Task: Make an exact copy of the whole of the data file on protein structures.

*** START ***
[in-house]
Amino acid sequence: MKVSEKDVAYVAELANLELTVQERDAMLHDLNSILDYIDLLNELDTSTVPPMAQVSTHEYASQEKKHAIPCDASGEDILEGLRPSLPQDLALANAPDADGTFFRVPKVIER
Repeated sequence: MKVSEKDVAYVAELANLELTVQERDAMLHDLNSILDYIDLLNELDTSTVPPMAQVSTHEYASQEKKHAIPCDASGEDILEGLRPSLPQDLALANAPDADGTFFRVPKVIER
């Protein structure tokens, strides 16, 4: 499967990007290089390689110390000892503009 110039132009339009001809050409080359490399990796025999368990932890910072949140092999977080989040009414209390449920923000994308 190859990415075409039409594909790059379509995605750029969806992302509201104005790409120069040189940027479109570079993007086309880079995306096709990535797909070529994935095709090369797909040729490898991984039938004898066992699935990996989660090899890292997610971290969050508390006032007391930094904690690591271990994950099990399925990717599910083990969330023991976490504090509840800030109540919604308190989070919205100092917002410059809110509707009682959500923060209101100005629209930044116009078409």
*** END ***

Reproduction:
[in-house]
Amino acid sequence: MKVSEKDVAYVAELANLELTVQERDAMLHDLNSILDYIDLLNELDTSTVPPMAQVSTHEYASQEKKHAIPCDASGEDILEGLRPSLPQDLALANAPDADGTFFRVPKVIER
Repeated sequence: MKVSEKDVAYVAELANLELTVQERDAMLHDLNSILDYIDLLNELDTSTVPPMAQVSTHEYASQEKKHAIPCDASGEDILEGLRPSLPQDLALANAPDADGTFFRVPKVIER
């Protein structure tokens, strides 16, 4: 499967990007290089390689110390000892503009 110039132009339009001809050409080359490399990796025999368990932890910072949140092999977080989040009414209390449920923000994308 190859990415075409039409594909790059379509995605750029969806992302509201104005790409120069040189940027479109570079993007086309880079995306096709990535797909070529994935095709090369797909040729490898991984039938004898066992699935990996989660090899890292997610971290969050508390006032007391930094904690690591271990994950099990399925990717599910083990969330023991976490504090509840800030109540919604308190989070919205100092917002410059809110509707009682959500923060209101100005629209930044116009078409």